A good place to begin your study of Bradstreet is with her "spiritual
autobiography," written in the form of a letter, "To My Dear Children"
(pages 280-83). A common literary form of the period, the spiritual autobiography
does not focus on the facts of genealogy, birth, and growth which ordinarily form
the "plot" of the autobiography per se. Instead the spiritual autobiography, like
the "testimony" offered by a Protestant believer, seeks to define essential
patterns of the individual's relationship with the divinity. Thus in its very
essentiality, which is to say the commonality of its subject for all like-minded
believers, the spiritual autobiography seeks, not the individual and temporal
details of a life, but the universal and eternal truths of all lives. Most
surviving examples of this form are brief, like Bradstreet's. Like her poetry, it
provides a strikingly personal glimpse of 17th century domestic life generally
excluded from the writings of Smith, Winthrop, and Bradford.
- Anne Bradstreet, poetry and prose (pages 246-283).
Next, turn to Bradstreet's poetry. Read first of all her "Prologue" (pages 247-48),
the first poem of her first book, The Tenth Muse, published in England
(without her knowing it) in 1650. It focuses on the problem of being a woman writer
in male-dominated culture, where, even though a woman like Elizabeth I might rule
England, women writers were scarcely ever published. Now, answer the following
- What is the rhythm Bradstreet finds in her life, and what are the principal
questions for which she seeks answers?
- How do answers come to her; or, put differently, what form do the answers take?
Now, read the remainder of Bradstreet's poems, exclusive of her long poem,
"Contemplations" (which we'll save for last), and respond to the following:
- Identify and illustrate (with reference to words of the poem) the main tactic
Bradstreet uses to rationalize, and even legitimize, her role as a woman
writer; and show how she further uses that tactic to disarm (in advance)
those who might be critical of her verse.
Now read and study the long poem, "Contemplations" (pages 262-68), written in 33
seven-line stanzas or cantos. A complex statement of the Puritan's relationship to
nature, and certainly Bradstreet's most deeply considered work. To begin with,
consider her title. As your dictionary should explain, the verb "contemplate"
stems from the Latin, contemplare, a verb meaning "to observe in order to
meditate upon," and from the Latin contemplum, signifying a space marked out
for the observation of auguries--that is, omens (in the form of natural phenomena)
which can be interpreted in the attempt to divine the future. In English usage,
according to the Oxford English Dictionary, it dates to the 12th century,
and from then through the time of Bradstreet's poem it was used to signify a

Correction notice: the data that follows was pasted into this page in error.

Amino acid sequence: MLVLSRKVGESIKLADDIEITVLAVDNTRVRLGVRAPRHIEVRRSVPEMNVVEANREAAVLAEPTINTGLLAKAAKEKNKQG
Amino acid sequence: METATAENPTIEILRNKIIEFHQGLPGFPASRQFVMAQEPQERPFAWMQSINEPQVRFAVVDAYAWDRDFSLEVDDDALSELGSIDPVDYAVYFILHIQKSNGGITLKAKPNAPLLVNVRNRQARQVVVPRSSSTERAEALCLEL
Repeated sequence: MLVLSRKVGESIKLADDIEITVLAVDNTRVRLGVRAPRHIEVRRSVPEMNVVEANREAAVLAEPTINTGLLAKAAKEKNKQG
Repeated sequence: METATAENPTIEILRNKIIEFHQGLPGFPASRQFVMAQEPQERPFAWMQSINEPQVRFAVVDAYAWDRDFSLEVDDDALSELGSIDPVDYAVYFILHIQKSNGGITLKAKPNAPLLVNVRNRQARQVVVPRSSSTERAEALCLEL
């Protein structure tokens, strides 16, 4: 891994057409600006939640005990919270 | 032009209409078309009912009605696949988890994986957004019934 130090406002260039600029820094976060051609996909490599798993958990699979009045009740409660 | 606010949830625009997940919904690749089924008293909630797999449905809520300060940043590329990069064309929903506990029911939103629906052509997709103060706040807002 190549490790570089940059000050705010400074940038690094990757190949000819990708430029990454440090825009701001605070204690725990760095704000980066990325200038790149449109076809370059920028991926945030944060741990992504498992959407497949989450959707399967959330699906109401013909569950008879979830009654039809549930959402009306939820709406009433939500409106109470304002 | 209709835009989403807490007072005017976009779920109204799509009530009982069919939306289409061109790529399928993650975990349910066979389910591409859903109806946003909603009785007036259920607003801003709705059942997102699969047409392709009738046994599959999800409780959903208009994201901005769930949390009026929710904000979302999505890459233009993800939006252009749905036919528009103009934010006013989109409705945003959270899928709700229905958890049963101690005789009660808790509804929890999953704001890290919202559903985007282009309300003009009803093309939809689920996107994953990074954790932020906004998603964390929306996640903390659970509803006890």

religious meditation or devout musing, generally taking place in a natural setting.
Certainly these are the meanings that Bradstreet brings to the work, which is in
the broadest sense a meditative poem on Man, "This lump of wretchedness," as she
phrases it in line 205. Bradstreet, in short, defines Man as her Puritan elders
also would: as depraved, born into Nature in a state of sin. But if so, then what
good is Nature? What can Nature possibly teach Man?
- Reading Bradstreet's shorter poems--poems to her husband or children, poems
about births and deaths in her family, about the burning of her house or severe
illness--notice how they are often quests for answers to spiritual problems. Select
any one of those poems and, in several well written paragraphs, discuss both the
specific problem it takes up and how it answers that problem.
"Contemplations" tackles that problem. It does so in a poetic form that owes much
to traditional English poetry. Bradstreet's poem uses a variation of "rhyme royal,"
a seven lined stanza used by Chaucer, in which the first and third, the second and
fourth and fifth, and the sixth and seventh lines rhyme, like this: ababbcc.
Bradstreet's variation has the fifth through seventh lines rhyming, like this:
ababccc. (That last triplet is a difficult task, by the way.) Bradstreet's
poem also owes to Renaissance verse the technique of using allusions to Classical
(Greek and Roman) literature, for example in referring to the sun as "Phoebus" (in
line 2) or to the nightingale as "Philomel" (in line 178, and an odd reference
because the nightingale was a European and not an American specie of bird--
evidence, perhaps, of how Bradstreet saw American Nature through the lens of
Keeping in mind these aspects of the poem--its intent, signified by the title, and
its traditional English form--answer the following questions:
- What is the occasion, that is, the approximate date, time, place, and activity
of the poem? (Hint: read the opening stanzas carefully, and you'll be able
to situate the poem's speaker in time, and from the later stanzas say what
the speaker is doing.)
- Now, in a paragraph, speculate why those details of question #5 are significant
in the poem.
- What are the main divisions of the poem, into subtopics? You may answer this
question by a brief outline, with reference to stanza numbers.
- Finally, according to Anne Bradstreet, what does Nature teach the mortal human
being? How? With what? Illustrate your answer by discussing one or two key
examples that she uses.